Scientific societies

In the run-up to the next Particle Physics Project Prioritization Panel exercise, physicists are showing enthusiasm for building a new collider on U.S. soil, and diversity and community engagement are also getting new attention.

The White House has ordered that by 2026 certain articles and data resulting from federally funded research should be freely available upon publication, but many questions remain about how the policy will be implemented.

The latest iteration of the National Academies planetary science decadal survey is the first to undertake detailed examinations of astrobiology, the integration of science with crewed exploration, planetary defense, and the state of the planetary science profession.

Governments and science organizations around the world are grappling over the extent to which sanctions against Russia for its invasion of Ukraine should extend to scientific exchanges.

The two federal agencies that oversee users of the electromagnetic spectrum have pledged to improve their coordination after a series of high-profile disputes over spectrum allocation decisions.

A new study sponsored by the American Physical Society concludes that U.S. systems for intercepting intercontinental ballistic missiles cannot be relied on to counter even a limited nuclear strike and are unlikely to achieve reliability within the next 15 years.

The Department of Justice is setting a higher bar for criminal prosecutions of academic scientists as part of a pivot away from its controversial “China Initiative,” while maintaining a high priority on countering malign activity by the Chinese government.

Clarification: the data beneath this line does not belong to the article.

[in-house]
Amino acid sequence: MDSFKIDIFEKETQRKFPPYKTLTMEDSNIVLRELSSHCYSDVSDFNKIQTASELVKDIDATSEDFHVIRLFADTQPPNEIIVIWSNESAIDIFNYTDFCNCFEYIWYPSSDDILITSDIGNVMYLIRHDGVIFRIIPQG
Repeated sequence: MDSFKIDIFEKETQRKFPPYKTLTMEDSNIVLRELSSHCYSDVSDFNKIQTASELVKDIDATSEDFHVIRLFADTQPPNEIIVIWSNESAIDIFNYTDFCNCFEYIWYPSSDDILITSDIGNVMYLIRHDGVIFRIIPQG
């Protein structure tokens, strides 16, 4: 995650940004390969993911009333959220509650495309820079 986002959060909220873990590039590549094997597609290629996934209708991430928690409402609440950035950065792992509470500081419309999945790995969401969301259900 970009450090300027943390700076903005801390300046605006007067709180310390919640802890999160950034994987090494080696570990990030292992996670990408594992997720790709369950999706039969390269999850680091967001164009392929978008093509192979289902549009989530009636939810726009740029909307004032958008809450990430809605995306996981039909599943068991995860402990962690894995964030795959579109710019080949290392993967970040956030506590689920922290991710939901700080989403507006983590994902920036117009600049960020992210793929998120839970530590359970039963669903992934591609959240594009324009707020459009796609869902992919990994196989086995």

The American Physical Society is launching an initiative aimed at countering scientific misinformation and increasing trust in science, which was also the subject of a related panel discussion last month at the society’s Annual Leadership Meeting.

The Justice Department is continuing to backtrack in bringing cases against academic researchers for allegedly concealing ties to Chinese entities. Meanwhile, surveys suggest that efforts by the department and science agencies to crack down on disclosure policy violations have led to widespread anxiety among researchers.

A federal judge has acquitted nanotechnologist Anming Hu on charges that he defrauded NASA by failing to disclose contracts with a Chinese academic institution. The judge found Department of Justice prosecutors presented unconvincing evidence of malign intent, echoing broader criticisms that many DOJ ‘China Initiative’ cases are ill-founded.